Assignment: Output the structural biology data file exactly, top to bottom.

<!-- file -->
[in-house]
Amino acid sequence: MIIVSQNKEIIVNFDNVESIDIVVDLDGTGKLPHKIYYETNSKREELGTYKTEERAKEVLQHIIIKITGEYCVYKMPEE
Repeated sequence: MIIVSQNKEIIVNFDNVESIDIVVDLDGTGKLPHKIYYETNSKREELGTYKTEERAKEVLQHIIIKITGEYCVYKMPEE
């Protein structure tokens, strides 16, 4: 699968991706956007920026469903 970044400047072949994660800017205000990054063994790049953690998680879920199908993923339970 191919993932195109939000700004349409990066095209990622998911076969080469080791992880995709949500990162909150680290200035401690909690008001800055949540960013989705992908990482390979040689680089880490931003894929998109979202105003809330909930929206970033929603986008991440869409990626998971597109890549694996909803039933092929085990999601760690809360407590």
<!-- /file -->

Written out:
[in-house]
Amino acid sequence: MIIVSQNKEIIVNFDNVESIDIVVDLDGTGKLPHKIYYETNSKREELGTYKTEERAKEVLQHIIIKITGEYCVYKMPEE
Repeated sequence: MIIVSQNKEIIVNFDNVESIDIVVDLDGTGKLPHKIYYETNSKREELGTYKTEERAKEVLQHIIIKITGEYCVYKMPEE
């Protein structure tokens, strides 16, 4: 699968991706956007920026469903 970044400047072949994660800017205000990054063994790049953690998680879920199908993923339970 191919993932195109939000700004349409990066095209990622998911076969080469080791992880995709949500990162909150680290200035401690909690008001800055949540960013989705992908990482390979040689680089880490931003894929998109979202105003809330909930929206970033929603986008991440869409990626998971597109890549694996909803039933092929085990999601760690809360407590």